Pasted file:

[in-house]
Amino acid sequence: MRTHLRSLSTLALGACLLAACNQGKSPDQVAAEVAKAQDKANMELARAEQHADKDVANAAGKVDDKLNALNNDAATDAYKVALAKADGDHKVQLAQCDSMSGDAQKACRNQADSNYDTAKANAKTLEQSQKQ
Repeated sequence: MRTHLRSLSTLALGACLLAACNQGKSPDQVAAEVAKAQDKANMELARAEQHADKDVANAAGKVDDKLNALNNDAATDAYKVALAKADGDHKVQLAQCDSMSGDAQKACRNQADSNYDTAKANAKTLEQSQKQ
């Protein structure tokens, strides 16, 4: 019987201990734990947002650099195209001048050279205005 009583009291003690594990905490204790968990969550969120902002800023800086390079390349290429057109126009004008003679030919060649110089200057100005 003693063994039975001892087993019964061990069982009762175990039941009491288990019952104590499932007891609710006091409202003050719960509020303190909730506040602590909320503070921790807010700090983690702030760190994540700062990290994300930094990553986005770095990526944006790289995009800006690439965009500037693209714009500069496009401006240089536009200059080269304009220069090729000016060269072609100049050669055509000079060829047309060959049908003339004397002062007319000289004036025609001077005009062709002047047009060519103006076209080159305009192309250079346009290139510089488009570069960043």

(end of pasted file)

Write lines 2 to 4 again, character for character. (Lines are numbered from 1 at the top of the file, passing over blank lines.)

Amino acid sequence: MRTHLRSLSTLALGACLLAACNQGKSPDQVAAEVAKAQDKANMELARAEQHADKDVANAAGKVDDKLNALNNDAATDAYKVALAKADGDHKVQLAQCDSMSGDAQKACRNQADSNYDTAKANAKTLEQSQKQ
Repeated sequence: MRTHLRSLSTLALGACLLAACNQGKSPDQVAAEVAKAQDKANMELARAEQHADKDVANAAGKVDDKLNALNNDAATDAYKVALAKADGDHKVQLAQCDSMSGDAQKACRNQADSNYDTAKANAKTLEQSQKQ
């Protein structure tokens, strides 16, 4: 019987201990734990947002650099195209001048050279205005 009583009291003690594990905490204790968990969550969120902002800023800086390079390349290429057109126009004008003679030919060649110089200057100005 003693063994039975001892087993019964061990069982009762175990039941009491288990019952104590499932007891609710006091409202003050719960509020303190909730506040602590909320503070921790807010700090983690702030760190994540700062990290994300930094990553986005770095990526944006790289995009800006690439965009500037693209714009500069496009401006240089536009200059080269304009220069090729000016060269072609100049050669055509000079060829047309060959049908003339004397002062007319000289004036025609001077005009062709002047047009060519103006076209080159305009192309250079346009290139510089488009570069960043």